Figure 5 (left) SWIM resulting in a slightly convex, smooth contour for an explant patient – note: patient reports some flattening of the contour at 4 months post op. Figure 6 (right) traditional mastectomy resulting in normal concavity surrounded by redundant tissue (in this case, intentional flat denial)

In the SWIM (Skin-sparing Wise-pattern Internal Mammary Perforator) procedure, a skin-sparing mastectomy is first performed to remove the breast tissue. Then, excess healthy skin and fat in the local area are processed (de-epithelialized) and arranged to create “padding.” The mastectomy flap is then closed around the padding to create varying sizes of reconstructed convex structures.

The size of the resulting structure will depend on the amount of healthy tissue that was available. Larger breasted patients may be able to achieve a mound that is easily recognizable as a female breast (Figures 7 and 8 represent patients who elected SWIM at their initial mastectomy surgery). Smaller breasted patients or patients pursuing revision surgery (after a poor initial cosmetic result, or during/after explant – so may not have had the nipple preserved) may end up with a flat or only slightly convex contour (Figure 5). You can find more Goldilocks images at Dr. Grace Ma’s site.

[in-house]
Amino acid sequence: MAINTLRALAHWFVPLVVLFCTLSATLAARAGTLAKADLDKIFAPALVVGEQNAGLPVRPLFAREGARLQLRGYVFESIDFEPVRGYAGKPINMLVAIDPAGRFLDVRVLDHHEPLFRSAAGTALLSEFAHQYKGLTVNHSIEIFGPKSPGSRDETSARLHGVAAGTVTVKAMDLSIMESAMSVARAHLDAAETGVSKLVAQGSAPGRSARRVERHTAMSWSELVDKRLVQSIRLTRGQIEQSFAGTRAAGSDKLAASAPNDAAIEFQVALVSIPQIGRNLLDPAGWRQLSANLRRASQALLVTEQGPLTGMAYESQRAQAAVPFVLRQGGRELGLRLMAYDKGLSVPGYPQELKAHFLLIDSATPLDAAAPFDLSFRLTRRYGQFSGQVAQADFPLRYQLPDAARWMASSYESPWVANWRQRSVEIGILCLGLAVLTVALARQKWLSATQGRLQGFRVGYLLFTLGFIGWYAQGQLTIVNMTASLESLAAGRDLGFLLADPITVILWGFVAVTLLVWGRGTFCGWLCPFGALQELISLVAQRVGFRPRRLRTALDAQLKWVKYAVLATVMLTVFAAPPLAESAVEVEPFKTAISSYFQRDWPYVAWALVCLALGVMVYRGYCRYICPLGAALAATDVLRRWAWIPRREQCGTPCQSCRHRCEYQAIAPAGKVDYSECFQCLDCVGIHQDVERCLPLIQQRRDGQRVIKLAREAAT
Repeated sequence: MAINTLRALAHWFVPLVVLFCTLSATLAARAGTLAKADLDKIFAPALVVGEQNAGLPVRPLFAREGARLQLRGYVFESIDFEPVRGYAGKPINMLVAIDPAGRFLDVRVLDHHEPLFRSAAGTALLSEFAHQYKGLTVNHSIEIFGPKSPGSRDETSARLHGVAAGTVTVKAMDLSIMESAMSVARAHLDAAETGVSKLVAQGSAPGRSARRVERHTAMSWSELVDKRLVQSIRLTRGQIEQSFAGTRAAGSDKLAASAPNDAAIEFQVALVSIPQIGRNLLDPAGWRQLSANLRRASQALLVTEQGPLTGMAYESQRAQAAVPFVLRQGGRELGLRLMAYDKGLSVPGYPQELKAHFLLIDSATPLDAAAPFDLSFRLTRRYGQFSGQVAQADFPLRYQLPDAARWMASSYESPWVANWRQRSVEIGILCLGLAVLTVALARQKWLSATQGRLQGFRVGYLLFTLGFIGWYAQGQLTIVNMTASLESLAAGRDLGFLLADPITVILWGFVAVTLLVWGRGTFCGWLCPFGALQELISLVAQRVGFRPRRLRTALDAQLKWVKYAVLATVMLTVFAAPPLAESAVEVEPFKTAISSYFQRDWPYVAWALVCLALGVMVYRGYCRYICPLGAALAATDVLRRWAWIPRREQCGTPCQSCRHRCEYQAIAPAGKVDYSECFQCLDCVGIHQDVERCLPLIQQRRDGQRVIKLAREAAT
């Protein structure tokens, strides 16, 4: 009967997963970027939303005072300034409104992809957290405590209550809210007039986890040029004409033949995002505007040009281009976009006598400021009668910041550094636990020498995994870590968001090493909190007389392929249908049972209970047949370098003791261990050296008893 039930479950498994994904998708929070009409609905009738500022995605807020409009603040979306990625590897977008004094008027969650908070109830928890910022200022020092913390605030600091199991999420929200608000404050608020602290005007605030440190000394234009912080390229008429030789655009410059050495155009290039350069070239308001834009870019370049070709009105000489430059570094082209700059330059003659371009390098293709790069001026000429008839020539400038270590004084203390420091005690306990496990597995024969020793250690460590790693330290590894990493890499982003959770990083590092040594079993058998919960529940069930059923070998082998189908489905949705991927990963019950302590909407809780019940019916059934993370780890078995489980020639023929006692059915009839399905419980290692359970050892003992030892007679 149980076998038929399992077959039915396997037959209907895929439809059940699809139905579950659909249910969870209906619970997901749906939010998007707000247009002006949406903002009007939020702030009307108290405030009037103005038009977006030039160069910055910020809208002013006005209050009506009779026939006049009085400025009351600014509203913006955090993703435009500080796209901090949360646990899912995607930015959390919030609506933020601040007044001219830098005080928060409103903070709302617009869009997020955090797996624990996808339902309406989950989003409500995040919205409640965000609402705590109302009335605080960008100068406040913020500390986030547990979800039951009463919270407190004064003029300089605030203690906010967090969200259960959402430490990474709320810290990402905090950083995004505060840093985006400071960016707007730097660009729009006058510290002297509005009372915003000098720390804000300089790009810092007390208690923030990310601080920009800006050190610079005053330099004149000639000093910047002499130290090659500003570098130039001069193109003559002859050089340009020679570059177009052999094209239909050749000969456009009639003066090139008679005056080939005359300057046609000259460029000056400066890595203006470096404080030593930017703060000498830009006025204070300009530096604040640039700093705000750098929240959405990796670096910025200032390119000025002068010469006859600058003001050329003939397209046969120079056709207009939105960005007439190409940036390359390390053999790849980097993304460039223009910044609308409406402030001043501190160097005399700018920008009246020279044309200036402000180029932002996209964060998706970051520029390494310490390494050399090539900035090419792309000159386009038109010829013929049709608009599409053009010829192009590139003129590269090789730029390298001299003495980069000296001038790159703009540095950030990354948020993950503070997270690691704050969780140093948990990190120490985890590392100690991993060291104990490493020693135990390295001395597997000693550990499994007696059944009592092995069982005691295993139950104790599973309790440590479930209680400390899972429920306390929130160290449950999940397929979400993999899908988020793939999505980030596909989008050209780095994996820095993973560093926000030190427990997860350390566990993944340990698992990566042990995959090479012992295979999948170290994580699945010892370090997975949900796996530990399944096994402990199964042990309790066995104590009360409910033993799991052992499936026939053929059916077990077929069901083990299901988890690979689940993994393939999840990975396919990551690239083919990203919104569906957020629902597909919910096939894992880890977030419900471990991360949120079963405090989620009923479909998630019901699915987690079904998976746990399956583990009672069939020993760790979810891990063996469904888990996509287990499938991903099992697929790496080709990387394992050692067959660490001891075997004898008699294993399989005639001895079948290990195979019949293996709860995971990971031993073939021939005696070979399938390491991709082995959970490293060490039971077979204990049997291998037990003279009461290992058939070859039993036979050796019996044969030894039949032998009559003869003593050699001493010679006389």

FIGURE 7 SWIM flap results from Dr. Cassileth (SOURCE: Cassileth Plastic Surgery)
FIGURE 8 “Goldilocks mastectomy” results from Dr. Richardson (SOURCE: Bedford Breast Center)

Consider the time, risk and expense of traditional breast mound reconstruction: up to six to twelve hours under anesthesia at the initial procedure, up to 9 (or more) surgeries over a period of a year or so, upwards of a 30% complication rate, and hundreds of thousands of dollars expended.** This burden has clearly been deemed acceptable by surgeons, patients, and the insurance companies who are footing the vast majority of the bill. In this framework, is it unreasonable to consider that patients going flat should be able to access surgical procedures involving a fraction of these outlays, in order to achieve a cosmetic result that they can live with?

Patients going flat deserve equal care and consideration for reconstruction of an anatomically normal chest contour.

The goal is not perfection – the goal is parity. It’s time to ensure that all mastectomy patients receive the respect, care and consideration they deserve, to achieve a surgical result that they can live with – regardless of their surgical preferences.

See below for references, glossary, a list of surgeons who currently offer SWIM, and suggestions for further reading.

Questions or comments?


* it should be noted that not all patients will be good candidates for a given surgical procedure

**The Number of Operations The Number of Operations Required for Completing Breast Reconstruction , Eom, J.S., Plast Reconstr Surg Glob Open. 2014 Oct; 2(10): e242

Comparison of 2-Year Complication Rates Among Common Techniques for Postmastectomy Breast Reconstruction  , Bennett, K.G., JAMA Surg. 2018;153(10):901-908

Financial Impact of Breast Reconstruction an Academic Surgical Practice, Alderman, A.K., Plast Reconstr Surg. 2009 May; 123(5): 1408–1413